During the 1930s Churchill would regularly reel off from the back bench the increasing numbers of German weaponry and planes to an un-listening government. He sought to buttress his argument for increasing British preparedness, but his warnings went unheeded. Churchill would later call that period “his years in the wilderness,” yet his exile from power and the clarity of his warnings provided him with the moral authority to lead the nation decisively when he finally became prime minister in May 1940. As he explained in the first volume of his memoirs of the Second World War, “My warnings over the last six years had been so numerous, so detailed, and were now so terribly vindicated, that no one could gainsay me.”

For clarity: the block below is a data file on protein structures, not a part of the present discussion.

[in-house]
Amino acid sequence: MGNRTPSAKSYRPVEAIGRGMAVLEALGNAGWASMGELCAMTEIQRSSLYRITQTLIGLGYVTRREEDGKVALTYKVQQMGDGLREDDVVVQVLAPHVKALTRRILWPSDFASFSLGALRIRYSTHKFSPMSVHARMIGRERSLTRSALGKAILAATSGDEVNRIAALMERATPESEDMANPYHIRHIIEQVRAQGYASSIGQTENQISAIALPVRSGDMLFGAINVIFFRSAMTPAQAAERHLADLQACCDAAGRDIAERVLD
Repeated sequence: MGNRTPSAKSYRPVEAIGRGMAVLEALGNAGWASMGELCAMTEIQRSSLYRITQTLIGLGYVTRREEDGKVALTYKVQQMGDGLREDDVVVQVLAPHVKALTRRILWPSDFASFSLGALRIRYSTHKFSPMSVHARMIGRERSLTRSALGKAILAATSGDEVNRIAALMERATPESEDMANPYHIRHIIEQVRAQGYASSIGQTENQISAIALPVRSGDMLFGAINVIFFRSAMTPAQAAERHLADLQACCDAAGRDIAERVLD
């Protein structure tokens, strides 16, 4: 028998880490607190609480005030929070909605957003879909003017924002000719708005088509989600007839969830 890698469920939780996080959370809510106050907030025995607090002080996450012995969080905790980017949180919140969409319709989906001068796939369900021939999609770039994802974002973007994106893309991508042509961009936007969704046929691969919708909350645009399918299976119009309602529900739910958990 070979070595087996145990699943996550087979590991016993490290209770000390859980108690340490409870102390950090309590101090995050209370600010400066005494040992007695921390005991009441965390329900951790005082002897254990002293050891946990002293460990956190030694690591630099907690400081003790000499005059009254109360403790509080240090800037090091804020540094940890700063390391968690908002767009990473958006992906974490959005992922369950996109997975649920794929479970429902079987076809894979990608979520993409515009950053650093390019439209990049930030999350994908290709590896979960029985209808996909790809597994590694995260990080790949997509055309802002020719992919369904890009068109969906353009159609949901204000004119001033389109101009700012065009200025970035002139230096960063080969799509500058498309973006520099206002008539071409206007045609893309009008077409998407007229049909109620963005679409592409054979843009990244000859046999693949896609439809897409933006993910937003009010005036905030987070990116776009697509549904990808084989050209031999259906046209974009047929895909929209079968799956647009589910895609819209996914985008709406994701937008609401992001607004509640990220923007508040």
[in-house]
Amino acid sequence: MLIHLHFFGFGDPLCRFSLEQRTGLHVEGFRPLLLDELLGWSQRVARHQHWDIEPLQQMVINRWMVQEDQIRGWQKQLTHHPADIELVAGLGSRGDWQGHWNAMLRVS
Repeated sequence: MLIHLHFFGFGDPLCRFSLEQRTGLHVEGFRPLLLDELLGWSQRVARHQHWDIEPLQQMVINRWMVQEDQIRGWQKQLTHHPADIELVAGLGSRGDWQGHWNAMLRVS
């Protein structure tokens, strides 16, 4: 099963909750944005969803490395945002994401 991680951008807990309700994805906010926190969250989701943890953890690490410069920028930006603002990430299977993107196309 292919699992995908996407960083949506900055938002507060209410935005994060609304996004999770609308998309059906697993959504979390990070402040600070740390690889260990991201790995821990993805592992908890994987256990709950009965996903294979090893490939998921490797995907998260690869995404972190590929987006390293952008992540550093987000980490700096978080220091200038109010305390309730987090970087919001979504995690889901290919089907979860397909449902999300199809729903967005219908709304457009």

Mister Speaker, on Friday evening last I received His Majesty's commission to form a new Administration. It was the evident wish and will of Parliament and the nation that this should be conceived on the broadest possible basis and that it should include all parties, both those who supported the late Government and also the parties of the Opposition. I have completed the most important part of this task. A War Cabinet has been formed of five Members, representing, with the Liberal Opposition, the unity of the nation. The three party Leaders have agreed to serve, either in the War Cabinet or in high executive office. The three Fighting Services have been filled. It was necessary that this should be done in one single day, on account of the extreme urgency and rigor of events. A number of other key positions were filled yesterday, and I am submitting a further list to His Majesty tonight. I hope to complete the appointment of the principal Ministers during tomorrow. The appointment of the other Ministers usually takes a little longer, but I trust that when Parliament meets again, this part of my task will be completed, and that the administration will be complete in all respects.